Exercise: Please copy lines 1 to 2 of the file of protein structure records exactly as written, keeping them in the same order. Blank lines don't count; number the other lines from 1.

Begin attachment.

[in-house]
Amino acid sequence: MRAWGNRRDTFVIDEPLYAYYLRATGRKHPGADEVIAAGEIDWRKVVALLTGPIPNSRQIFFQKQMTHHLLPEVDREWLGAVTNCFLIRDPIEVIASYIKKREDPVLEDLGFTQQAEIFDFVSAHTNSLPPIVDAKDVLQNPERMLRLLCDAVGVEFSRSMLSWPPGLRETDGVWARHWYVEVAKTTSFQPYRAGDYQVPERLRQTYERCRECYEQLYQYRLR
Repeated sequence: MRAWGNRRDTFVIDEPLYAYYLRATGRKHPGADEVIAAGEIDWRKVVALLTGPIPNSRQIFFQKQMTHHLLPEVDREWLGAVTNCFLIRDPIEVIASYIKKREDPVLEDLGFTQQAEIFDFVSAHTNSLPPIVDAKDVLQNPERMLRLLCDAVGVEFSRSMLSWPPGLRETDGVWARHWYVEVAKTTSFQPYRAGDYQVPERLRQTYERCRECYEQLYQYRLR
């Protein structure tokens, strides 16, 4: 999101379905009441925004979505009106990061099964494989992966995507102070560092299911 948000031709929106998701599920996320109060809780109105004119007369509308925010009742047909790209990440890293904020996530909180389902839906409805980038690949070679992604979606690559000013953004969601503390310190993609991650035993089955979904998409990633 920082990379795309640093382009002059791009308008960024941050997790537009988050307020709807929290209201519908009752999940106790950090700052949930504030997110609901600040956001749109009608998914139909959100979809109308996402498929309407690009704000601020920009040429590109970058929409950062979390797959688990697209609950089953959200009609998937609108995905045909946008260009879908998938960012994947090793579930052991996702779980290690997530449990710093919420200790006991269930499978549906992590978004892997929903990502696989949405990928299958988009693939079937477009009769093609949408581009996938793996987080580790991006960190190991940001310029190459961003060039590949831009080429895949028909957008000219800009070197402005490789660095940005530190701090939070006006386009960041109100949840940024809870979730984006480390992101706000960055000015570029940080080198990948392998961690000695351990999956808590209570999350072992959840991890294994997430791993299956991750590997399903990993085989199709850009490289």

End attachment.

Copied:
[in-house]
Amino acid sequence: MRAWGNRRDTFVIDEPLYAYYLRATGRKHPGADEVIAAGEIDWRKVVALLTGPIPNSRQIFFQKQMTHHLLPEVDREWLGAVTNCFLIRDPIEVIASYIKKREDPVLEDLGFTQQAEIFDFVSAHTNSLPPIVDAKDVLQNPERMLRLLCDAVGVEFSRSMLSWPPGLRETDGVWARHWYVEVAKTTSFQPYRAGDYQVPERLRQTYERCRECYEQLYQYRLR